The Encyclopedia of Christianity - Vol. 5

By Erwin Fahlbusch; Jan Milič Lochman et al. | Go to book overview

Z

Zaire / Congo-Kinshasa
196019802000
Population (1,000s):15,33327,00951,749
Annual growth rate (%):2.713.202.98
Area: 2,345,095 sq. km. (905,446 sq. mi.)

A.D. 2000

Population density: 22/sq. km. (57/sq. mi.)

Births / deaths: 4.22 / 1.21 per 100 population

Fertility rate: 5.78 per woman

Infant mortality rate: 82 per 1,000 live births

Life expectancy: 54.7 years (m: 53.1, f: 56.3)

Religious affiliation (%): Christians 95.9 (Roman
Catholics 49.9, indigenous 28.4, Protestants 23.0,
unaffiliated 4.6, marginal 1.2), tribal religionists 1.9,
Muslims 1.1, other 1.1.

1. General Situation
2. Mission Work and Christian Churches
2.1. Protestants
2.2. Roman Catholics
2.3. Kimbanguists
3. Interchurch Relations
4. Church and State
5. Other Religions

Since 1997 Zaire has been named the Democratic Republic of Congo (DRC). Its capital is Kinshasa, a city of 7–8 million people (2006) and a major port on the Congo River. The country, commonly called Congo-Kinshasa, should not be confused with Republic of the Congo, or Congo-Brazzaville.


1. General Situation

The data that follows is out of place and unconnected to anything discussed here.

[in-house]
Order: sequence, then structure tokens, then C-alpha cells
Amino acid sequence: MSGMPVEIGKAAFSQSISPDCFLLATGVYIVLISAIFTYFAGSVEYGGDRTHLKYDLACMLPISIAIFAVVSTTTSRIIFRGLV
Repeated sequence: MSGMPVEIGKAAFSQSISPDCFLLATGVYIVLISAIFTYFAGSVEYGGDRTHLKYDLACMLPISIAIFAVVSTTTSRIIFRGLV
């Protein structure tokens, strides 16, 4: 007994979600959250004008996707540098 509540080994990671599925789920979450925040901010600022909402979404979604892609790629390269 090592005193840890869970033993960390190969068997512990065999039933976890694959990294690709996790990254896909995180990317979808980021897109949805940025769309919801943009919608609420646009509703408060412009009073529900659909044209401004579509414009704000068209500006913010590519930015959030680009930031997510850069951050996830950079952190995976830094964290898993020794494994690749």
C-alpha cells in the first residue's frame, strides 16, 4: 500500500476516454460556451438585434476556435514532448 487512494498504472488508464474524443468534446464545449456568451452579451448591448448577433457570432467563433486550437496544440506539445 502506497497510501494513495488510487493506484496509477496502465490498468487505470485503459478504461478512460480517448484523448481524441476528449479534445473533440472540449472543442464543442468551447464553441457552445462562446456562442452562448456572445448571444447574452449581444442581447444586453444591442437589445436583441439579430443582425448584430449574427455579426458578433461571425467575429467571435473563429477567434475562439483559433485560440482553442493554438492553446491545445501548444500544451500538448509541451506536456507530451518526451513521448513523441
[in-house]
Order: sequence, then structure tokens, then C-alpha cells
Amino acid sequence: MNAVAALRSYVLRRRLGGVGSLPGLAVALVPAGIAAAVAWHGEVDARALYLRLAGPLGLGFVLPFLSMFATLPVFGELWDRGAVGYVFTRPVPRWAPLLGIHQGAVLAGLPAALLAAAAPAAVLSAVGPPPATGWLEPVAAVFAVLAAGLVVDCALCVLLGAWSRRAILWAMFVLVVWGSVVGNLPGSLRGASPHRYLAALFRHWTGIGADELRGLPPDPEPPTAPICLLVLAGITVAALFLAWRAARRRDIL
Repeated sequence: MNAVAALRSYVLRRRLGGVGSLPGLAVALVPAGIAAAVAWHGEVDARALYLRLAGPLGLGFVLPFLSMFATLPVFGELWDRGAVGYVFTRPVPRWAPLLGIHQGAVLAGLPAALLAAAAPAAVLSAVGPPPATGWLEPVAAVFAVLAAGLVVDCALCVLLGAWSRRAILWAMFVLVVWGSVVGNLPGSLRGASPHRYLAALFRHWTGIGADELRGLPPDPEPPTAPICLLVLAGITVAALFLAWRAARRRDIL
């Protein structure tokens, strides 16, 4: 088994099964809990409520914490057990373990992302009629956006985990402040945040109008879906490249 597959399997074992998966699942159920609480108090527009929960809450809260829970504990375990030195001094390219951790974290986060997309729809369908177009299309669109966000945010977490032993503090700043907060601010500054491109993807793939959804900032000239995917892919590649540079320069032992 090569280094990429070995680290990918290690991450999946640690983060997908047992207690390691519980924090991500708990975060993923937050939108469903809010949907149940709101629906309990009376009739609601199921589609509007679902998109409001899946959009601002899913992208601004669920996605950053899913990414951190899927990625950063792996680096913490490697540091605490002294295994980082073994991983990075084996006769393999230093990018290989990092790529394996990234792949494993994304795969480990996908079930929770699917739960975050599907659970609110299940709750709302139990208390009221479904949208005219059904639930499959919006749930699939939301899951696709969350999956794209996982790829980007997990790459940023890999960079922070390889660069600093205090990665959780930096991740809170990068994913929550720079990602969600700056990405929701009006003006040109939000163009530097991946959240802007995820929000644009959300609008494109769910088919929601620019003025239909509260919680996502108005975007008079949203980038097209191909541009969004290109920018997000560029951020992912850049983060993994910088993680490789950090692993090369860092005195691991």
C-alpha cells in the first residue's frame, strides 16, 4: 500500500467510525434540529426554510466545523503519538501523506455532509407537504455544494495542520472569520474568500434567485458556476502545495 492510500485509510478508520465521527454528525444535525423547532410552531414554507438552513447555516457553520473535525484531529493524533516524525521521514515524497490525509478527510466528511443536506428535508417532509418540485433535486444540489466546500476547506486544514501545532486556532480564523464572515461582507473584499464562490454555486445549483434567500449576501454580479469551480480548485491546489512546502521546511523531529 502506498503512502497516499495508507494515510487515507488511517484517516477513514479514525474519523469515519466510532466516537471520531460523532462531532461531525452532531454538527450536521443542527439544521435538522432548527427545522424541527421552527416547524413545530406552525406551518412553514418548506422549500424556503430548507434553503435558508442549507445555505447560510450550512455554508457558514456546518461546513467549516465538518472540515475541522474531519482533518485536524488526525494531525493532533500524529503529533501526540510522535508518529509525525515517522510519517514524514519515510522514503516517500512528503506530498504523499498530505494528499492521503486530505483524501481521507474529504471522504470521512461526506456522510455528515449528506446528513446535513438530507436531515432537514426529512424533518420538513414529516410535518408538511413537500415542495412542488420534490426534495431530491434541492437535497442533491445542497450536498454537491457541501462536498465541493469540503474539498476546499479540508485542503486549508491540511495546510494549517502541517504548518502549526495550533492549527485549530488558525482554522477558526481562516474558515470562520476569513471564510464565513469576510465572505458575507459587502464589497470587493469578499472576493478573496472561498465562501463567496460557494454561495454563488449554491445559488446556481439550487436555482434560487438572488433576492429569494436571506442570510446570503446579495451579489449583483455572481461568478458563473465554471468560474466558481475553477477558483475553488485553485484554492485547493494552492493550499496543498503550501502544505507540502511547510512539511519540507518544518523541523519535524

1.1. The DRC is one of the largest countries in Africa (third in area, fourth in population). The vast majority of the population are Bantu peoples. Smaller numbers belong to Sudanese, Nilotic, and Hamitic ethnic groups in the north and east. The Pygmies (approximately 0.5 percent) are considered to be the original inhabitants of the Congo Basin. Among the over 200 languages spoken, Kikongo, Lingala, Swahili, and Tshiluba are the four national languages; French is the official language. The cultural heritage is rich regarding language, music, dance, sculpture, and religion. The vast territory is administratively divided into ten provinces plus Kinshasa.

Colonization, urbanization, and political unrest since the late 1980s are the main causes for an ongoing social change in the traditional societies. The economic potential is immense, for the DRC is rich in mineral reserves, hydroelectric power, agriculture, and forestry. After 1975 the effects of an increasing economic crisis surfaced in a serious reduction of productivity, high → unemployment, inflation, and foreign debt. Ruthless exploitation in colonial and postcolonial times (→ Colonialism),

-841-

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The Encyclopedia of Christianity - Vol. 5
Table of contents

Table of contents

  • Title Page iii
  • Contents v
  • List of Entries vii
  • Introduction x
  • Consulting Editors xiv
  • Abbreviations xxi
  • Si 1
  • T 299
  • U 579
  • V 659
  • W 701
  • X 819
  • Y 823
  • Z 841
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